The Evolving Economics of Buying Global Software

Why Local Software developers should not be underestimated

June 11, 2012

Why Local Software developers should not be underestimated

By Rick Parry, CEO of AIGS

There are strange habits in the world of enterprise software customers. They’re not new, and certainly not surprising… but maybe it’s time the SA software industry – and the SA software buying community – started to do something about it.

Why do I raise these issues now, if they’re not new? Two reasons – we’re in the middle of a massive economic slump, and making poor software buying decisions is costing us money that could be spent on something that contributes to growth (or even survival!).

Secondly, there have been some more recent technology changes that make old habits of software solution selection anachronistic.

The core of the problem we need to unpick and then fix is the totally misguided belief that the best software is written by multinational organisations. We have this ludicrous situation where no-one gets sacked for buying SAP. Well done, Mr IT Director, you chose the global best-practice software. Now all we have to do is change our entire way of working, and all of our business processes.

This is not to attack SAP – the company makes an extremely fine product – but far too often the reason to choose one of the Big Box software vendors is just craven, and often plain wrong.

The idea that there is a single best practice or process model is obviously a fallacy. Each company is different, and each country is different. Very different.

Yet the stories of massive tenders for large-scape enterprise systems being won by the usual global players continue, despite the nonstop litany of cost over-runs, under-performance, non-stop goalpost shifting.

This is not new… so what is the fulcrum that we can use to start to shift industry choices? Where is Archimedes’ ‘long enough lever’ that we can use to change a culture of enterprises opting for the safe choices? The safe choices that doom them again and again to wasting precious resources, and dooms us in the local software industry to a bit-part in the great drama of enterprise solutions.

The lever that could move the software buying world is a rapidly maturing Service Oriented Architecture environment and increasingly popular cloud computing models, along with modern end-to-end system monitoring tools.

There used to be one particularly strong argument for a single-vendor mega-solution from a SAP, Oracle, Microsoft or IBM. With a single vendor you had a reasonable chance of being able to manage your whole infrastructure, and that all elements would reliably talk to others (good luck with that, in the real world).

Now, however, with SOA and cloud technology we have a model that allows us to build best-of-breed systems that are seamless, reliable and easy to trouble-shoot. We can buy point solutions where there is a good fit with the business’ existing processes, and bring in custom development from a strong local software development house where no shrink-wrapped product can be found.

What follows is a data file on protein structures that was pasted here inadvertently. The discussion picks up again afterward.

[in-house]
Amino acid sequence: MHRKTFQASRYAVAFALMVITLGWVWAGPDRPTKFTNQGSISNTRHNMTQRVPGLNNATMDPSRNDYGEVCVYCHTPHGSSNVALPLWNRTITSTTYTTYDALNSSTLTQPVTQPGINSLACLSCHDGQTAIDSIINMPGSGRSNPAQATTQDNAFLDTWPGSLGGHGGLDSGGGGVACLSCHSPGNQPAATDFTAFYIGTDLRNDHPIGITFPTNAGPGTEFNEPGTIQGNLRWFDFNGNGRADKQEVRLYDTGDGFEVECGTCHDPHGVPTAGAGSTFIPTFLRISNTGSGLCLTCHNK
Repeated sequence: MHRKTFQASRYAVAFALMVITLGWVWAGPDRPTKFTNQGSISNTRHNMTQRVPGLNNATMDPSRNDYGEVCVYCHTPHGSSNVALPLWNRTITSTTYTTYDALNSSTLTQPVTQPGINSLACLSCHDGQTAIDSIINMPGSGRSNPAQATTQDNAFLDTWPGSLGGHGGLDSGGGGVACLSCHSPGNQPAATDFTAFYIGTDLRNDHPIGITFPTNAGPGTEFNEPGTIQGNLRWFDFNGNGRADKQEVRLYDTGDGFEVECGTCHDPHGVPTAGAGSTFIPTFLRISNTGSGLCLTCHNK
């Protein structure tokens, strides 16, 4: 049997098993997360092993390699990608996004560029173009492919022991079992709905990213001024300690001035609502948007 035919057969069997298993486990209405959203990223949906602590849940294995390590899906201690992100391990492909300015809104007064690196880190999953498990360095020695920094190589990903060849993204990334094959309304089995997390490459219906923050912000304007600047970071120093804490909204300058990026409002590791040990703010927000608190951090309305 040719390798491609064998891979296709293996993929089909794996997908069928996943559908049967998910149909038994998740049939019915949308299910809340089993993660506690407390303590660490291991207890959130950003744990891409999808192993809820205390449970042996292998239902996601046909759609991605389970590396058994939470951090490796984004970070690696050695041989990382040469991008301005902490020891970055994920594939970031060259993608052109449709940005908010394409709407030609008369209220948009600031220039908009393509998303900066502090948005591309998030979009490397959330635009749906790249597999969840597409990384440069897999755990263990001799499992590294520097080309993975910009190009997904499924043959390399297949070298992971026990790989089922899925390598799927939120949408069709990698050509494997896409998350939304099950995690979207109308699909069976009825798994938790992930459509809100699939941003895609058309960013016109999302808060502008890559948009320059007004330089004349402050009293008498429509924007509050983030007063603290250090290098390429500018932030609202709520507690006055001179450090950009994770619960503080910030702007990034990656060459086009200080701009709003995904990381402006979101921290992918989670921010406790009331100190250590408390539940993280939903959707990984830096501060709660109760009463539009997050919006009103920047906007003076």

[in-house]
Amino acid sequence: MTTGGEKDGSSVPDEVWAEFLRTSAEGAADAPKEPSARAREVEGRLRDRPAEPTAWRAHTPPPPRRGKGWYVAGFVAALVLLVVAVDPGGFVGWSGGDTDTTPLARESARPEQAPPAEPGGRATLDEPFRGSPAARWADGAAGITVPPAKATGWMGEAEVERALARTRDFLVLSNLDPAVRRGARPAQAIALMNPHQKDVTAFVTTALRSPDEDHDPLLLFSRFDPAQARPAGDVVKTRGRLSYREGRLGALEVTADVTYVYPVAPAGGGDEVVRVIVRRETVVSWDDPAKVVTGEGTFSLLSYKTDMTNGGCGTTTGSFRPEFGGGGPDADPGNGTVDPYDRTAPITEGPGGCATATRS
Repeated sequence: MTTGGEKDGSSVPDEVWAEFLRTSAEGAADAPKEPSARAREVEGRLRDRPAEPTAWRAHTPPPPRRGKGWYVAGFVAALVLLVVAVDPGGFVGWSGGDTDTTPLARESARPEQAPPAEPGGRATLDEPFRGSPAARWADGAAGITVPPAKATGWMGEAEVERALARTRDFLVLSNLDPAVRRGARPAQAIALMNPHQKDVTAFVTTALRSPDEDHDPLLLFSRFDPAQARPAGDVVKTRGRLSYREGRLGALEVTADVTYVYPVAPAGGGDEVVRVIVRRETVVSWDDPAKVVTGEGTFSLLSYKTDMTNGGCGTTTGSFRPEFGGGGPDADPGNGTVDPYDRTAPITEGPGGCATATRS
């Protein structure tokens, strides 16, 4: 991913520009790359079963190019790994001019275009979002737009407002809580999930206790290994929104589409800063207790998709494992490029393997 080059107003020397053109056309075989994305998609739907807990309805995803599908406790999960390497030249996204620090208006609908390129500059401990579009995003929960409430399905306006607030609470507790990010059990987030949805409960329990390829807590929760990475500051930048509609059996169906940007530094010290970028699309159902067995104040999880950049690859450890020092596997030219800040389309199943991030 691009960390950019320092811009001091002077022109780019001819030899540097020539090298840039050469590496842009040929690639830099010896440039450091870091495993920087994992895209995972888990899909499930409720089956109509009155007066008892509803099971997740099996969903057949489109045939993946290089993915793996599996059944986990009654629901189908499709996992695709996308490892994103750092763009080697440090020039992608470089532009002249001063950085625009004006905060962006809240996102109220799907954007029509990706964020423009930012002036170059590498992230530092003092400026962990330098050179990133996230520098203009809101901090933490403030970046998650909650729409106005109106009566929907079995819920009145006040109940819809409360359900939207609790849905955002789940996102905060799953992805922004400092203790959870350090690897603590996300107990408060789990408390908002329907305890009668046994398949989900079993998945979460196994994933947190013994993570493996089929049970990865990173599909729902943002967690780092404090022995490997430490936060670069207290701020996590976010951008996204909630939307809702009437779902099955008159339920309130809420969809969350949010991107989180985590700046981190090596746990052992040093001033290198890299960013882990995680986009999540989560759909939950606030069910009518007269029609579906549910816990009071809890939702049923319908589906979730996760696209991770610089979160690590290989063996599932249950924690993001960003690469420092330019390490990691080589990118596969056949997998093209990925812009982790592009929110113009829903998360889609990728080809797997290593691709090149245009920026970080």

Where there are conditions peculiar to South Africa we can easily engineer around them: we can develop around unreliable power, or limited datacentre capacity, or limited connection speeds.

So often an enterprise evaluation team will look at the major providers of software and rate the fit. They’ll use the old rule of thumb that if something is less than an 80% fit, then it’s better to start from scratch. And guess what – they go overseas on fact-finding mission, and they come back home having found an 80% fit. Except then they implement the system it turns out it was actually a 45% fit, and millions are then spent to re-engineer the business to make it work.

Of course, no-one will be fired. So nothing changes. And it’s time it did.

We’ve got some really good and exceptionally innovative software developers in South Africa, with a culture of ‘get the job done’ that goes back to sanctions days where they had no choice, and that has been tempered by the last ten years of having to now compete against global players entering our market.

The bottom line for my business, which provides enterprise software development tools to South African development houses, is that our main competition is brand bigotry.

Every day we have to work like demons just to overcome the fallacious assumptions that global software companies make better technology than local ones before we can even start a useful conversation about what the enterprise needs to achieve its goals.

It’s time we took this issue head on – it helps no-one. It’s time we followed the example of our peers in the hardware and networking world – 21st technology means we can implement the systems that work best, we are no longer taking a massive risk buying best-of-breed in software.